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By Megan Bianco
Sam Neill, Laura Dern and Jeff Goldblum are back together on the big screen running from dinosaurs for the first time since Steven Spielberg’s Jurassic Park (1993) almost three decades ago.
If you’re worried this reunion is just an easy cash grab and not naturally crafted into Colin Trevorrow’s Jurassic World: Dominion for the sake of genuinely improving this sci-fi/action universe, I have bad news for you, unfortunately.
While the three stars look like they’re having fun on screen, the writing, direction and editing are incredibly lacking, even more so than any usual mediocre sequel.
Following the crazy events of Trevorrow’s previous Jurassic World effort, Fallen Kingdom (2018), Owen Grady (Chris Pratt) and Claire Dearing (Bryce Dallas Howard) and their adoptive daughter, Maisie Lockwood (Isabella Sermon), are now hiding out in the woods of Mountain View, California.
Alan Grant (Neill) and Ellie Sattler (Dern) are called upon by bioengineering company Biosyn to help figure out how to stop its recent giant, super-strong locust creations, which are flying rampant around the world, killing off the food chain.
And while all this is going on, dinosaurs are still running wild all over the world.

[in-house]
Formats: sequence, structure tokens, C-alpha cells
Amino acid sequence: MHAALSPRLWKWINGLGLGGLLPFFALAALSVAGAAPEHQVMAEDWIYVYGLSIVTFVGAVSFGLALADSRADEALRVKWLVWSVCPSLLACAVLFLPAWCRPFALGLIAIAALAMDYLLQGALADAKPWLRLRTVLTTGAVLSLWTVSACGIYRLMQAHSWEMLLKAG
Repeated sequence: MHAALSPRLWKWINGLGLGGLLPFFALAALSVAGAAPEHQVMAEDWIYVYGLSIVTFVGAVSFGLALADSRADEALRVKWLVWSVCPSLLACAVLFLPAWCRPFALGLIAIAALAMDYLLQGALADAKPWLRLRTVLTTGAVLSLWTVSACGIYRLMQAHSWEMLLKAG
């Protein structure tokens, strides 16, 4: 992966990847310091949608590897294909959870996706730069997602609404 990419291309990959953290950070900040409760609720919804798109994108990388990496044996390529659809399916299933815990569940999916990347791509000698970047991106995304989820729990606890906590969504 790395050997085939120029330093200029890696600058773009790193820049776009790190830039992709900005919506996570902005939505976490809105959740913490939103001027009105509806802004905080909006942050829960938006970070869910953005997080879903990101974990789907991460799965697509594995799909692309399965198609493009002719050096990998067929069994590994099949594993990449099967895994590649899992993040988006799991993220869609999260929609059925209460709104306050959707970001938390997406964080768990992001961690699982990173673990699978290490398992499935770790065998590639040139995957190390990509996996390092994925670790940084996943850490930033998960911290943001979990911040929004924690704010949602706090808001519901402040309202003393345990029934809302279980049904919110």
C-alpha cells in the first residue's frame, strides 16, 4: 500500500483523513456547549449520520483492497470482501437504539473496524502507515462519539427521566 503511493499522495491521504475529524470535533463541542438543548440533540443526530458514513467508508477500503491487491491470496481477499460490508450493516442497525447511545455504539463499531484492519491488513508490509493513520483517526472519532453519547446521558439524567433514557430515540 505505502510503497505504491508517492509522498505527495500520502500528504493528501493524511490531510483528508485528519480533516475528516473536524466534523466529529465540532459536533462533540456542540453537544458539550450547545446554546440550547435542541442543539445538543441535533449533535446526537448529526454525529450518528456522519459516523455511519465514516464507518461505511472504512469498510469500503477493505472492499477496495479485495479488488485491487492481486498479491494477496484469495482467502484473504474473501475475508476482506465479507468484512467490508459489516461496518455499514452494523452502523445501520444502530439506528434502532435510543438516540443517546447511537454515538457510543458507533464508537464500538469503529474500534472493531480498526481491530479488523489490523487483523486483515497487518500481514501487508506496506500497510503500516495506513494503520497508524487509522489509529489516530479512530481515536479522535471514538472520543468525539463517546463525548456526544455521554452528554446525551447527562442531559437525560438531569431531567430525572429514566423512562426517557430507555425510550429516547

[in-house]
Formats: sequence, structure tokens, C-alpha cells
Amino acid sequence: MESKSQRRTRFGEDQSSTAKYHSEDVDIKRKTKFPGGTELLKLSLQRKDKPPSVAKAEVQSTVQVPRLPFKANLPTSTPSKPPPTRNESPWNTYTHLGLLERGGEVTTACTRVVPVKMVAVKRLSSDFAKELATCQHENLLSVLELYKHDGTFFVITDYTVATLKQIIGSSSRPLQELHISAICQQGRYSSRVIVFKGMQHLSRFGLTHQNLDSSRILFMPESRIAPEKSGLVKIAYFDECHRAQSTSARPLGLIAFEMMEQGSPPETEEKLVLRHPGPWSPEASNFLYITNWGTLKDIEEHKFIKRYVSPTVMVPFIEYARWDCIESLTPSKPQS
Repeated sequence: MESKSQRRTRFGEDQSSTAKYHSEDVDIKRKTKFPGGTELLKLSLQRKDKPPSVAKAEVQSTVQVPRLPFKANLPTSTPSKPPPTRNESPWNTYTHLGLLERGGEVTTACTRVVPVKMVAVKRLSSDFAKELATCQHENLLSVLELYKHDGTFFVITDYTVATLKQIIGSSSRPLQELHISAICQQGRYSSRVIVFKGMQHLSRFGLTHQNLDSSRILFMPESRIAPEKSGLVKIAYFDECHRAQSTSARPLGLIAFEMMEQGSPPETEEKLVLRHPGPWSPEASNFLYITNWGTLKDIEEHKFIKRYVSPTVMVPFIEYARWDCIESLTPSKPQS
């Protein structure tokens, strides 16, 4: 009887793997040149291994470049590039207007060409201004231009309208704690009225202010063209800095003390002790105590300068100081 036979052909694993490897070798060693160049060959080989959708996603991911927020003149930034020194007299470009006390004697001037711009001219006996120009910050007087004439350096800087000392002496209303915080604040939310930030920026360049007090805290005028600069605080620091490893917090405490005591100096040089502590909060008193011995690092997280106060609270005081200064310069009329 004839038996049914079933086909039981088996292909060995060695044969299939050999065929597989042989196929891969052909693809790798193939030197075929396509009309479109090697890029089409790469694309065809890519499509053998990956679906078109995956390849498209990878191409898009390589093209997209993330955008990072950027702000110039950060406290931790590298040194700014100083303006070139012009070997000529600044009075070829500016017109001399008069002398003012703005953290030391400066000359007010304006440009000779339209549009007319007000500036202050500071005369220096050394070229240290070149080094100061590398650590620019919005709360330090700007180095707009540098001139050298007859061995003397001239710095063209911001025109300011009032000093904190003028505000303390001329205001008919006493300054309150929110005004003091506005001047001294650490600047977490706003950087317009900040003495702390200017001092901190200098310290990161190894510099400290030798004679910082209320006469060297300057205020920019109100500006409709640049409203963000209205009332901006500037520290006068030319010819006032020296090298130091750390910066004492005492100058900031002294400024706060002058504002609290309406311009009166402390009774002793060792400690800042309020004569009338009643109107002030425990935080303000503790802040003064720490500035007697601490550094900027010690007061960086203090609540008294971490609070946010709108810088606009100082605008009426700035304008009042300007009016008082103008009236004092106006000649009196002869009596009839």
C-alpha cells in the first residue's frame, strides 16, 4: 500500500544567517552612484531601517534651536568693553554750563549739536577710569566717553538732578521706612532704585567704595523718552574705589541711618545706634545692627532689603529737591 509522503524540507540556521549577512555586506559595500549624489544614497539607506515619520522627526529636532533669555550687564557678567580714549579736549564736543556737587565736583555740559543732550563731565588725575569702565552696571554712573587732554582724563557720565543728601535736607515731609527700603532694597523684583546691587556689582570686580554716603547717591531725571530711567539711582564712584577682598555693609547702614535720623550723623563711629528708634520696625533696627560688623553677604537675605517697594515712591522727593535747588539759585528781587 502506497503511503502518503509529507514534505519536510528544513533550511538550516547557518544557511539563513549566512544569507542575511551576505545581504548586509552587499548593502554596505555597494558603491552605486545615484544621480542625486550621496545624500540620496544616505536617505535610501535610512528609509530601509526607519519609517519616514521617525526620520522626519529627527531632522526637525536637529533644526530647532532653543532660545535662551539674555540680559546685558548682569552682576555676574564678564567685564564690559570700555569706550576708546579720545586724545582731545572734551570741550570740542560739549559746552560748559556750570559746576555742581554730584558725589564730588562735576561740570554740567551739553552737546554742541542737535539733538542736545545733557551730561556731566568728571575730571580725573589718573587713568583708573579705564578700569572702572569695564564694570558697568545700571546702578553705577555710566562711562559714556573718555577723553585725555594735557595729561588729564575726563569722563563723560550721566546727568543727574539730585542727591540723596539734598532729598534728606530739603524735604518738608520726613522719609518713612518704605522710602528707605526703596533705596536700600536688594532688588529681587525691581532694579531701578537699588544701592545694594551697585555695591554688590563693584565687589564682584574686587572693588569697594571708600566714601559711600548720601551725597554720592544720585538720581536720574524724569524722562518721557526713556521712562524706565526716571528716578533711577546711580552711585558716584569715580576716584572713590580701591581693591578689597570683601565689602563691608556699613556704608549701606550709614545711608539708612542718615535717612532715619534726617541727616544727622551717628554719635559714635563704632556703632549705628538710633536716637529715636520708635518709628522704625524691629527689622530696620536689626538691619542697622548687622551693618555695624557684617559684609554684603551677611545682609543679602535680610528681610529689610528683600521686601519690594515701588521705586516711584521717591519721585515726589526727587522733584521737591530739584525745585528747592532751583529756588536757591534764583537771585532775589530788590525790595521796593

Remember when we were first introduced to Alan and Ellie in Jurassic Park while they were digging up old dino bones? Remember when Goldblum’s Ian Malcolm distracted a T-Rex with a shiny object? Remember when Ellie was trapped inside the original park’s headquarters and had to fight her way out? Remember when the first Jurassic Park movie ended with a faceoff between the park’s two biggest species?
Would you like to see all of this again with the same characters, but who are now old enough to be members of AARP? Because that’s literally all what the third act is of Dominion.
The timeline, continuity and logic of the Jurassic series are so far gone and ridiculous at this point, there’s no reason to bother trying to piece anything together.
Like people have pointed out since the Jurassic World trilogy broke through, these movies’ dinosaurs don’t even realistically behave like the species would in prehistoric times.
I’ll admit, a few comic relief gags in Dominion did actually land for me. But in my imagination, the original, classic Spielberg adventure from 1993 is a stand-alone blockbuster masterpiece.